I know the first manuscript I wrote wasn't fit to see the light (it resides, to this day, under my bed, guarded by mousetraps and hairy spiders). In fact, it took me a few more attempts before I had something publishable. With each manuscript, my writing improved greatly (the prose in that first manuscript? not pretty!).

Of course, I've seen/heard about successful books arising from years and years of revision. And if you've only got one story in you, then it behooves you to keep at it. But I think if your goal is to be a writer who will complete more than one book in your lifetime, you need to learn when to cut bait and start a new project.

Just my opinion. I'd love to hear yours.


Monday, September 28, 2009

999,999 Other Monkeys to Read Today

This monkey’s not blogging today.

Come back tomorrow for my thoughts on whether it’s better to keep working on Novel #1 until it sells or move on to Novel #2.


Friday, September 25, 2009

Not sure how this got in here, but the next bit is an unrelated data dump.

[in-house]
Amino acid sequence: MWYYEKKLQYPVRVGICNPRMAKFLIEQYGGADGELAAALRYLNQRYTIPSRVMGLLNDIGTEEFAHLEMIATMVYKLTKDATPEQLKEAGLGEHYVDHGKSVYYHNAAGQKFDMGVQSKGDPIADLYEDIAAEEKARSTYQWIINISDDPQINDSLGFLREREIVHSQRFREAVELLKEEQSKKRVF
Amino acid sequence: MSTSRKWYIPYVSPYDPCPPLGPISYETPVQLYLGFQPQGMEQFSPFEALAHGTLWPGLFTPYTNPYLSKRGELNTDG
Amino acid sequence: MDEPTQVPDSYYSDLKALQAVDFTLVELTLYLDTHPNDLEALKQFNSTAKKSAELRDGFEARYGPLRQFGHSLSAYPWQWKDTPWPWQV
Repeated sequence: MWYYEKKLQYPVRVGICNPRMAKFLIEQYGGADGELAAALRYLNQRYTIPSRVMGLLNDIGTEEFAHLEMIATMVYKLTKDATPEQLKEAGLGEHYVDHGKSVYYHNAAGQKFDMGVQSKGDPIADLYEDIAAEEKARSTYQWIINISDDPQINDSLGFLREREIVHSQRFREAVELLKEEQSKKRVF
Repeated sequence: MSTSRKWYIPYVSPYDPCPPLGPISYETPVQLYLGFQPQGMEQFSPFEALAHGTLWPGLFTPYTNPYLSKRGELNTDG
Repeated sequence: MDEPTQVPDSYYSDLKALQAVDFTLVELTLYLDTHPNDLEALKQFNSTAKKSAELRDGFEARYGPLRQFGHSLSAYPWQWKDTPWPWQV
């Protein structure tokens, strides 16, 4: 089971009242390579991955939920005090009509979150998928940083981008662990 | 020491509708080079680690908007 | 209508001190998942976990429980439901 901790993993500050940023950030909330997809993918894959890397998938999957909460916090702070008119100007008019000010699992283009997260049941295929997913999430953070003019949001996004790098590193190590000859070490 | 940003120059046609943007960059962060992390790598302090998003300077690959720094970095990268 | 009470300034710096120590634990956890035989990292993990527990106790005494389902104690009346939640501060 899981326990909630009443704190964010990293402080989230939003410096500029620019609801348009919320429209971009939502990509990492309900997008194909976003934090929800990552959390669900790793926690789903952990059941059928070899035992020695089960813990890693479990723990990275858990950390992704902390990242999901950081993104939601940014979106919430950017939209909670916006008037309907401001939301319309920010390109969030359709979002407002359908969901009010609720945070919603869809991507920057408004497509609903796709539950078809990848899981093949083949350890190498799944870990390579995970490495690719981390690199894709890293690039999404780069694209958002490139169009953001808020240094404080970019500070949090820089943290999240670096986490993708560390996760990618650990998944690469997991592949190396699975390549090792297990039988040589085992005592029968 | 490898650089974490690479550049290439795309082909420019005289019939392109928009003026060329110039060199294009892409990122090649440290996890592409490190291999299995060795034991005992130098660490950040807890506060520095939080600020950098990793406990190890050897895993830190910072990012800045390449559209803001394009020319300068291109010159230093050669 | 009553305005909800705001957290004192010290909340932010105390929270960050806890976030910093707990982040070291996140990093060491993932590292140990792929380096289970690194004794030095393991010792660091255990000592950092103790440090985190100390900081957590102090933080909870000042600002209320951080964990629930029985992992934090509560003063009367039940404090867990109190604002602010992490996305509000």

More Sticky Books

I've blogged about some books that will always stick with me here and here.

Five more:

Pet Semetary - Stephen King. The single most depressing book I've ever read. And I read every word.

watchers Watchers - Dean Koontz. He wrote (and writes) a lot of great books. My favorite.

The Unoriginal Sinner and the Ice Cream God - John R. Powers. Funny and poignant, with a very distinctive voice. Read more about this here.

Along Came a Spider - James Patterson. Terrific serial killer book, introducing Alex Cross. In my opinion, this is Patterson at his best. And solo, too.

Nathan's Run - John Gilstrap. Great characters and great pacing.


Wednesday, September 23, 2009

Top Ten Best Things About A First Draft